[0046]FIG. 9 shows a front view of a control panel 7. On the control panel 7, a power switch 36, an “in-production” LED 37, a “usable” LED 38 and a “insufficient salt water” LED 39 are placed in a line from the right to the left. The “in-production” LED 37 is kept on while electrolysis is being carried out in the electrolysis chamber 14 in a manner to be described later. Further, the “usable” LED 38 is lit when production of an electrolytic water containing hypochlorous acid at a high concentration by the electrolysis in the electrolysis chamber 14 is completed. In addition, the “insufficient salt water” LED 39 is lit when the salt water in the salt water chamber 13 is insufficient.

[0047] FIGS. 10 to 12 show electric circuits of the water treating apparatus 1 of the present invention. In FIG. 10, reference numeral 41 denotes domestic use power supply (an alternating voltage of 100 V(in Japan) or 220 V(in US,EP)). To the domestic use power supply 41, via the power switch 36, a transformer 42 (primary side), a series circuit comprising the electromagnetic valve 29 and a relay switch 43, a series circuit comprising the motor 32M for the electrolytic water pump 32 and a relay switch 44, and a series circuit comprising the motor 18M for the salt water pump 18 and a relay switch 46 are connected in parallel.

[0048] To a secondary side of the foregoing transformer 42, a full-wave rectification circuit 47 which comprises a diode bridge and a smoothing circuit 48 which comprises a coil and a condenser are connected, followed by a direct current power circuit 49 for generating a direct current voltage of 35 V (DC of +35 V, which can be increased or decreased from 35 V). Further, to an output of the direct current power circuit 49, another power circuit 51 for generating direct current voltages of 12 V and 5 V is connected.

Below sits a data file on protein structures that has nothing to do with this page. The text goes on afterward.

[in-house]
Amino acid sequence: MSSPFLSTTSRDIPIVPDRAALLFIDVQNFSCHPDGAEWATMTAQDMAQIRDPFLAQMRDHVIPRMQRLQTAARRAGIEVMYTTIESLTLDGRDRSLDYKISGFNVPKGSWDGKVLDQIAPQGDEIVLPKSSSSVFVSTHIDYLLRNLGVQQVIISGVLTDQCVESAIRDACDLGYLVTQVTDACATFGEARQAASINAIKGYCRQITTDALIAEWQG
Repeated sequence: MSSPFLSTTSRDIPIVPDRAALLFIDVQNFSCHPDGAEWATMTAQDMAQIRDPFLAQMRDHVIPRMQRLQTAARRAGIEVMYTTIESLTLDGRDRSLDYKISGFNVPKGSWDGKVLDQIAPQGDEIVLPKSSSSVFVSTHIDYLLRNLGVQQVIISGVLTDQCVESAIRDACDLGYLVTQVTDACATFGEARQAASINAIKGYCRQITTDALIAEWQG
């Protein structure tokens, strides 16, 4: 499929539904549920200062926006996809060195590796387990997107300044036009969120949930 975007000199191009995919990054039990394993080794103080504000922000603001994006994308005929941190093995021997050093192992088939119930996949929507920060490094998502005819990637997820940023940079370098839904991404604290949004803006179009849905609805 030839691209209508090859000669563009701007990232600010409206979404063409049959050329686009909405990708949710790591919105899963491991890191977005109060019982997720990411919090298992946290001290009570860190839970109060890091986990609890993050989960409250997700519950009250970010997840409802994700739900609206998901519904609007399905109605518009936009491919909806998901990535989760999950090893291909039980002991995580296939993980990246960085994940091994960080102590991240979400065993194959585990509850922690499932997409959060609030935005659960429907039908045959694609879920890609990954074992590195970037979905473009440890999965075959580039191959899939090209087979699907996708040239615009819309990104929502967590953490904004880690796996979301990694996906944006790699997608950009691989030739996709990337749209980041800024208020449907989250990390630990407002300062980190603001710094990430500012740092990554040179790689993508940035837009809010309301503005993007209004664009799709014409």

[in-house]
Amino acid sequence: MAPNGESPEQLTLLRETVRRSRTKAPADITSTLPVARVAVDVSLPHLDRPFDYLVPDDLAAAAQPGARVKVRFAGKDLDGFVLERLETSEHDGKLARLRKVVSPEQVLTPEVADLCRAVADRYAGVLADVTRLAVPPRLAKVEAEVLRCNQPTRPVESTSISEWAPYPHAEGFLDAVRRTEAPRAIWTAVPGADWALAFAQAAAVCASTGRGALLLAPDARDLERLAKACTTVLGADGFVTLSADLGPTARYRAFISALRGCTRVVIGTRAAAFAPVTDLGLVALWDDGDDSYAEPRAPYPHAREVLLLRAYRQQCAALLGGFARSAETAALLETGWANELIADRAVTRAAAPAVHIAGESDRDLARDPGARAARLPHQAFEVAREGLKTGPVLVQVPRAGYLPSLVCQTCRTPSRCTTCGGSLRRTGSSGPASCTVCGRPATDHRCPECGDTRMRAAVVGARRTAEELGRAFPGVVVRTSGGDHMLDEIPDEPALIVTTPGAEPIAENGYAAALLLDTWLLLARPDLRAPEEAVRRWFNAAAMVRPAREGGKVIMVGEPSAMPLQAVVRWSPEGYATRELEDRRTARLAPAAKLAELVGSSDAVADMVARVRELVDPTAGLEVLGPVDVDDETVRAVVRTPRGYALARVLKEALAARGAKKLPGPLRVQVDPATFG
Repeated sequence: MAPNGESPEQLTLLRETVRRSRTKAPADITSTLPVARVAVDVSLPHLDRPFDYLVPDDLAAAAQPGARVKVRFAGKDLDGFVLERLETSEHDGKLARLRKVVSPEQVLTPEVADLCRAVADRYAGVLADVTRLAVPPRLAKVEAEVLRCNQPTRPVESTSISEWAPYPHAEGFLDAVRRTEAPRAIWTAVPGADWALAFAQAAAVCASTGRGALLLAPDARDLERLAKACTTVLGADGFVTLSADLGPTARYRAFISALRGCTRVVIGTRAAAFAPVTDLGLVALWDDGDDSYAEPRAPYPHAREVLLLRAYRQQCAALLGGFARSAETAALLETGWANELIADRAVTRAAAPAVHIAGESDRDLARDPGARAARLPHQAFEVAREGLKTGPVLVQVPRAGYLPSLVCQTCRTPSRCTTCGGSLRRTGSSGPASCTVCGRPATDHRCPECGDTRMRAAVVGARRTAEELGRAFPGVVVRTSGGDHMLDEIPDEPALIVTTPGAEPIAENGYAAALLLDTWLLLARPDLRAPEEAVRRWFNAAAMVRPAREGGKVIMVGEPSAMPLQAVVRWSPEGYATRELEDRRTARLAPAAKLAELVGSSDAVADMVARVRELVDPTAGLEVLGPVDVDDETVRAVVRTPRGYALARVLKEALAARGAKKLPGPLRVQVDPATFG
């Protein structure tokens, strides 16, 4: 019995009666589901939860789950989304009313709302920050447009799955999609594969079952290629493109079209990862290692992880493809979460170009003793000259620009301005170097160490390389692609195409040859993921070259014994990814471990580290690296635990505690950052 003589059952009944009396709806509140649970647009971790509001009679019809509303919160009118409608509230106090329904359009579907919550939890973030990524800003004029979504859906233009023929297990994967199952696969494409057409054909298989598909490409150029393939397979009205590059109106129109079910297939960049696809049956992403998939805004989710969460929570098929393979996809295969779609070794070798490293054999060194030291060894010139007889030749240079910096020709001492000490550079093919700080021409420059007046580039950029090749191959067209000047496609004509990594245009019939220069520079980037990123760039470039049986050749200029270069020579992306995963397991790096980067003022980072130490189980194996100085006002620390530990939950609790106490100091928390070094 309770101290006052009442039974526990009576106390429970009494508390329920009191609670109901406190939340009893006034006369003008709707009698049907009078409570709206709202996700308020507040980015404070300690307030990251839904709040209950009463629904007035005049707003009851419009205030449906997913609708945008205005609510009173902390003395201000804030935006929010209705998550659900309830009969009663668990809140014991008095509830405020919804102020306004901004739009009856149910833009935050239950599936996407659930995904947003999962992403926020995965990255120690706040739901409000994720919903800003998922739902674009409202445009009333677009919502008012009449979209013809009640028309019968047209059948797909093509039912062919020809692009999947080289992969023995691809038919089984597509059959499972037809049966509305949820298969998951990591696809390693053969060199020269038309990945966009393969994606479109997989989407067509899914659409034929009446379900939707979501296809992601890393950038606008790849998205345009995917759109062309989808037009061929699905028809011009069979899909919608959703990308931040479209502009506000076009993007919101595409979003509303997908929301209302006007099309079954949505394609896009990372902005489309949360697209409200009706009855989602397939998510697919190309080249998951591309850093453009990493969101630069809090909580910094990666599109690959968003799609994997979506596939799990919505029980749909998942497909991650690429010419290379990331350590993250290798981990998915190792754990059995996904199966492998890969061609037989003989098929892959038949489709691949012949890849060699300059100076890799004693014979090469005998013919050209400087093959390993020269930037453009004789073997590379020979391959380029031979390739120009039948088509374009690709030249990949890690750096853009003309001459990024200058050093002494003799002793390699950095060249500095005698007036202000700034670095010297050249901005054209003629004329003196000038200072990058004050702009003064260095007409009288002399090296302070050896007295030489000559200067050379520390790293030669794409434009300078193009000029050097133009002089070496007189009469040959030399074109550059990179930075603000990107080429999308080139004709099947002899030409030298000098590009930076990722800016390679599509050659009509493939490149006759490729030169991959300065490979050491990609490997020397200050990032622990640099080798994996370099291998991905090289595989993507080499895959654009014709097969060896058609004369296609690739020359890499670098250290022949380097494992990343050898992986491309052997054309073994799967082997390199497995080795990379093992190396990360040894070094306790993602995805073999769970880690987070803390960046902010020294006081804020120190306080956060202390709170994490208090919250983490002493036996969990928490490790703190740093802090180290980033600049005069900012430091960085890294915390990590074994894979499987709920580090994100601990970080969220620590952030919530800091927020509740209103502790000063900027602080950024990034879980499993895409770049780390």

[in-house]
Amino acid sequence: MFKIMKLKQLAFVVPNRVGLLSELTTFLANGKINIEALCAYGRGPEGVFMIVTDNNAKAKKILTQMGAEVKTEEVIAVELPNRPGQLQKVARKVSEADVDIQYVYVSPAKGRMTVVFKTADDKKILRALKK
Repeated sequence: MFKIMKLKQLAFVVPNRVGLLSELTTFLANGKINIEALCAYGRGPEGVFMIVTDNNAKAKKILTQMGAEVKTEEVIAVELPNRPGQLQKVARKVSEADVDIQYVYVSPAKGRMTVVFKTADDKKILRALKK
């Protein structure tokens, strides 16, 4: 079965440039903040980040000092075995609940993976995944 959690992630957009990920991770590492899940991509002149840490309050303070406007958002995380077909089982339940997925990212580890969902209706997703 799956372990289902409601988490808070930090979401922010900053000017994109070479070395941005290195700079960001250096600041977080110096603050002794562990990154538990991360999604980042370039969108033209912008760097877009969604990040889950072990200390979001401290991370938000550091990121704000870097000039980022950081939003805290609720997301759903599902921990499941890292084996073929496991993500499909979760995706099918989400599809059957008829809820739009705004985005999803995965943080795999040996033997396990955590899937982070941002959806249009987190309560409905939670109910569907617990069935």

[0049] The foregoing domestic use power supply 41 is supplied from an outlet socket of the water treating apparatus 1 which is not shown. An alternating voltage of 100 V(or 220 V) from the domestic use power supply 41 is firstly stepped down by the transformer 42, subjected to full-wave rectification by the full-wave rectification circuit 47, and then smoothed by the smoothing circuit 48. Then, the resulting voltage is supplied to the direct current power circuit 49 in which a direct current voltage of 35 V (DC +35 V) is produced, and by the power circuit 51, direct current voltages of 12 V (DC +12 V) and 5 V (DC +5 V) are further produced. The direct current voltage of 35 V is fed to the electrodes 21 to 23 as will be describe later. Further, the direct current voltage of 12 V serves as a power source for relays, and the direct current voltage of 5 V serves as a power source for a microcomputer 52 to be described later, other electric circuits, and the water level sensors 26 and 27.

[0050] In FIG. 11, a control device C is constituted by a general-purpose microcomputer 52. To the microcomputer 52, via circuits for driving resistors and transistors, coils 43C, 44C and 46C of the foregoing relay switches 43, 44 and 46 and coils 56C of two relay switches 56 for the electrodes 21 and 22 are connected. Further, to the microcomputer 52, contact outputs of the foregoing water level sensors 26 and 27 are also connected, and outputs of a residual chlorine concentration sensor 31 and the flow rate sensor 24 are also connected. In addition, to the microcomputer 52, a display matrix circuit 57 for lighting the LEDs 37 to 39 on the foregoing control panel 7 is also connected. Furthermore, to the microcomputer 52, an output of the foregoing discharge button 5 is also connected.